Each time that LabourMum checked online to ascertain the current waiting times at East Kent A&Es (checking 8 times in the past week), William Harvey Hospital in Ashford was posting waiting times of ‘Over 4 Hours’. Even with only 10 patients in A&E in Ashford, a new arrival would typically have to wait over 4 hours.

More scandalously, figures released recently in response to a Freedom of Information request, show that the A&E department at William Harvey Hospital was without any consultant provision during ordinary working hours Monday-Friday for a total of 250 hours in 2016. This means, there are an average 5 hours in every Monday-Friday week where you could turn up to A&E to find absolutely no consultants ready to help treat you.


Reviews of William Harvey A&E care in January on show that some vulnerable patients have been left on trollies overnight, without food, drink and assistance with toileting. Other reviewers talk about being treated with an abject lack of ‘dignity and respect’. A further review from December 2016 wrote from the waiting room: ‘I arrived at the William Harvey hospital at 11.30pm’ the anonymous reviewer said, ‘and am still waiting to be seen at 6am it’s not the doctors or nurses fault I know there doing the best they can its all down to the government… (sic)’

The picture is of course, even more perilous at weekends. Some hospital trusts have no consultants at all working at weekends in Emergency Departments, although across East Kent Universities Trust (QEQM in Margate and William Harvey in Ashford) there is a consultant present in A&E for 8 hours on Saturday and Sunday. This is still not good enough. A friend’s daughter recently admitted to A&E on a Sunday evening at 9pm, waited 4 hours, despite only two other souls seemingly waiting (endlessly) for their own treatment.

With a 23.3% increase in the over 65 population of East Kent forecast for the next 10 years, the Emergency Care situation is now intolerable. Facilities (QEQM in Margate) are archaic and need re-building completely. Which political party is going to say it? We need to raise taxes, perhaps even a specific new tax or complete reformation of National Insurance, to pay for our NHS. Missed appointments with ordinary G.P.s should be paid for (some exceptions of course for those whose illnesses actually prevented attendance) and G.P. facilities absolutely should stretch to at least Saturdays. All G.P. surgeries should aim for turn-up-on-the-morning-and-be-seen provision, as is proving immensely successful in Whitstable, Kent. Further suggestions include raising VISA fees for visitors to the UK with the specific aim of balancing the cost of health tourism upon our shattered and broken health system.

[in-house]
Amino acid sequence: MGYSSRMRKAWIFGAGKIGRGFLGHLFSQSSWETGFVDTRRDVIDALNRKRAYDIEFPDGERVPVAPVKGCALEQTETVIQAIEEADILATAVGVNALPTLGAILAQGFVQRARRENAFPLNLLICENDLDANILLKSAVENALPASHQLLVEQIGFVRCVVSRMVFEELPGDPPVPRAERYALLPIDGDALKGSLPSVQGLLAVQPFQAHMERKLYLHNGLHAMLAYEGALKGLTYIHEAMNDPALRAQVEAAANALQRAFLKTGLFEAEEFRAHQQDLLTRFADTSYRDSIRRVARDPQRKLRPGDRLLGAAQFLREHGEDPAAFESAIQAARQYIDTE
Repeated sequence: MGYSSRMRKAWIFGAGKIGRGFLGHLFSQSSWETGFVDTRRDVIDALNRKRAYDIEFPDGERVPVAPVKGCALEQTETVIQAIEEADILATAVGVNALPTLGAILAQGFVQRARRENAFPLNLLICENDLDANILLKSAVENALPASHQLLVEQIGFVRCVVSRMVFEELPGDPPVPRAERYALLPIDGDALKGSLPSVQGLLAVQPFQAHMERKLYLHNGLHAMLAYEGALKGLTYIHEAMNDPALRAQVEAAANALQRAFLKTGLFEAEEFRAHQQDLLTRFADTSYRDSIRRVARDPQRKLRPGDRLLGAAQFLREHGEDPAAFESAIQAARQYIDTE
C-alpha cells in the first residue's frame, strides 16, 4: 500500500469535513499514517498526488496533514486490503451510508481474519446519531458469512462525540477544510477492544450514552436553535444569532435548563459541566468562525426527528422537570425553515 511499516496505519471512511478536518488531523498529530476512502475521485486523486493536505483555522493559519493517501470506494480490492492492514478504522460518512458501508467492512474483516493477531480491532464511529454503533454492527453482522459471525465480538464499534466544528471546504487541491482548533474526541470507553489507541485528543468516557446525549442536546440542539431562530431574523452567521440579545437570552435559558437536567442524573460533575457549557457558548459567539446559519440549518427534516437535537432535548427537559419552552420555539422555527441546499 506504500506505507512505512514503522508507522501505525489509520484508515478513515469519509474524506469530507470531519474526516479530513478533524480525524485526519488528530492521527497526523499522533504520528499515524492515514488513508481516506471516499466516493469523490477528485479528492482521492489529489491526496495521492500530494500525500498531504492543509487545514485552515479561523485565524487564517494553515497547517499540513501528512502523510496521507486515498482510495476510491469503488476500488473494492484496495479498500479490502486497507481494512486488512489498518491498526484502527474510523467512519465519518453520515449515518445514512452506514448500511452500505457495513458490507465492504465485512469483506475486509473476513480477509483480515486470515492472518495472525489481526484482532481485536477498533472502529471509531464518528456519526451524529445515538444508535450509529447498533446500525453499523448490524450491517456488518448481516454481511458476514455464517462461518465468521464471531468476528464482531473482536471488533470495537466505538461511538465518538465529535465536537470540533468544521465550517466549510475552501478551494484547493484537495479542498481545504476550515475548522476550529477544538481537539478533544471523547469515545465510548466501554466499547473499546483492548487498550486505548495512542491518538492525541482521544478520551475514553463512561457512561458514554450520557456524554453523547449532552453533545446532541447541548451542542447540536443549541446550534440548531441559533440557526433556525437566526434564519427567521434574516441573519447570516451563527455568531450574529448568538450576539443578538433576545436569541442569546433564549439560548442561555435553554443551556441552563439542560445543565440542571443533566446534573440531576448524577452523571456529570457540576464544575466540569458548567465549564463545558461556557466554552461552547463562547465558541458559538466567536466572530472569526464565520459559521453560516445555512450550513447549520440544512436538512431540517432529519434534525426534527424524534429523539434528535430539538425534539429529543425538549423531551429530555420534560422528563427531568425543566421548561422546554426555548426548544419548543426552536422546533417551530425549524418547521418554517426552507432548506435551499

In 1942 the Beverage report identifies the ‘Giants’ of the day as being Want, Ignorance, Disease, Squalor and Idleness. Times have changed and the diseases of ’46 (Tuberculosis, Polio, Measles) have been replaced by the new problems of an increasingly elderly and obese population (Alzheimer’s, Dementia, Diabetes). Want, Ignorance, Squalor and Idleness continue to afflict the U.K. It is time for a new ‘Beverage Report’ for the Twenty-First Century. We are not too late to save our NHS, but this time next year we might well be.

My M.P. just got a knighthood….HELP!

So, my M.P. got a gong. I should be celebrating right? I mean, these knighthood-relics from the days of yore are for the special, the hard-working, the community-minded, the humble, the kind…


Sir Julian Brazier, the longest-serving member of the House, has been afflicting us here in Canterbury, Whitstable and surrounding villages since 1987. He won his knighthood for services to politics and public services. Prior to becoming an M.P he worked in corporate finance and then did a few years telling other people how to work in corporate finance.

He is in person a very nice man. Quentin Letts once described him as an ‘adolescent giraffe’ and I do not doubt the dedication of a life in the service of his beliefs; one can only pity his wife, but I suppose she’s found time to take comfort in her puddings.

However…and here’s the rub. A knighthood has just been given to a man who supported the (unsuccessful) Prohibition of Abortion Bill in 2005, which would have made abortion an imprisonable offence. He voted against the government’s same sex marriage legislation in 2013. He supported Brexit (I mean, okay, so did my mum!) but on the grounds that ‘that the EU makes the people of our country less safe’. Apparently being in the E.U makes our soldiers more likely to fall asleep in their tanks, or something like that. He also voted against a proposal to accept an extra 3000 of the most vulnerable refugee children into the U.K. He voted in favour of Fracking (I’m personally not too bothered about this), was fundamental in planning a trip for M.Ps to visit the Falklands, a political move which ramped up tensions between the U.K and Argentina. The actor Sean Peen accused Brazier and his friends on the trip of ‘ridiculous demonstrations of colonialism’.

But even if this knighthood is the Conservative Party’s equivalent of a golden handshake, pushing Brazier off the back-benches to take up more golf, the fans of the man needn’t worry. In the spirit of 1817, politics in this area is a nepotistic affair. Brazier’s son John, is already considering putting himself forward for the job. He is eminently qualified, having been elected as a city councillor for Westgate ward in 2015. John Brazier lives full-time in London.